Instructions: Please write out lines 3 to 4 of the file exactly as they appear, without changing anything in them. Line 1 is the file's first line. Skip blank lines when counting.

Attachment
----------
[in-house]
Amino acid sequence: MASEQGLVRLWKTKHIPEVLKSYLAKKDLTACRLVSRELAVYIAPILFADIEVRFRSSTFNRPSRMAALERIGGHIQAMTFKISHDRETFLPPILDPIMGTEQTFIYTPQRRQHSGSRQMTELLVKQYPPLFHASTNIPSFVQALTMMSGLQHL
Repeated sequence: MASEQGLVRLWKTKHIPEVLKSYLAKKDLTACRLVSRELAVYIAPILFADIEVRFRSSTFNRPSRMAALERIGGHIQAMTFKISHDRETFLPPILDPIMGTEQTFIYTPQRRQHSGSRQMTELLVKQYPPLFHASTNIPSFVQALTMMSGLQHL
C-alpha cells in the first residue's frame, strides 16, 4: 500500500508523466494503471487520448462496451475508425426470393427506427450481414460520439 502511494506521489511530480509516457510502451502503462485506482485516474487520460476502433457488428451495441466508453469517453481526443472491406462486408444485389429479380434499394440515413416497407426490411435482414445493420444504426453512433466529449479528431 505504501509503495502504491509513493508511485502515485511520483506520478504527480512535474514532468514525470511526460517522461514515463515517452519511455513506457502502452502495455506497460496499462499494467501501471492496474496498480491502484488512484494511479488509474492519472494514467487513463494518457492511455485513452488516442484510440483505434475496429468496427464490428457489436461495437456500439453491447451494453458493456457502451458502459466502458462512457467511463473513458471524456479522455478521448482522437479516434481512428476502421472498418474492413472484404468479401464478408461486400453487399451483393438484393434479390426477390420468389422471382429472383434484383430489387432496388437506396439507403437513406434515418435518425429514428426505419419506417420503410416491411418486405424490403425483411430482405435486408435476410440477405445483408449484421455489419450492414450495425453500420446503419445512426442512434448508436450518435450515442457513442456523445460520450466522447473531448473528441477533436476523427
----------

Repeated sequence: MASEQGLVRLWKTKHIPEVLKSYLAKKDLTACRLVSRELAVYIAPILFADIEVRFRSSTFNRPSRMAALERIGGHIQAMTFKISHDRETFLPPILDPIMGTEQTFIYTPQRRQHSGSRQMTELLVKQYPPLFHASTNIPSFVQALTMMSGLQHL
C-alpha cells in the first residue's frame, strides 16, 4: 500500500508523466494503471487520448462496451475508425426470393427506427450481414460520439 502511494506521489511530480509516457510502451502503462485506482485516474487520460476502433457488428451495441466508453469517453481526443472491406462486408444485389429479380434499394440515413416497407426490411435482414445493420444504426453512433466529449479528431 505504501509503495502504491509513493508511485502515485511520483506520478504527480512535474514532468514525470511526460517522461514515463515517452519511455513506457502502452502495455506497460496499462499494467501501471492496474496498480491502484488512484494511479488509474492519472494514467487513463494518457492511455485513452488516442484510440483505434475496429468496427464490428457489436461495437456500439453491447451494453458493456457502451458502459466502458462512457467511463473513458471524456479522455478521448482522437479516434481512428476502421472498418474492413472484404468479401464478408461486400453487399451483393438484393434479390426477390420468389422471382429472383434484383430489387432496388437506396439507403437513406434515418435518425429514428426505419419506417420503410416491411418486405424490403425483411430482405435486408435476410440477405445483408449484421455489419450492414450495425453500420446503419445512426442512434448508436450518435450515442457513442456523445460520450466522447473531448473528441477533436476523427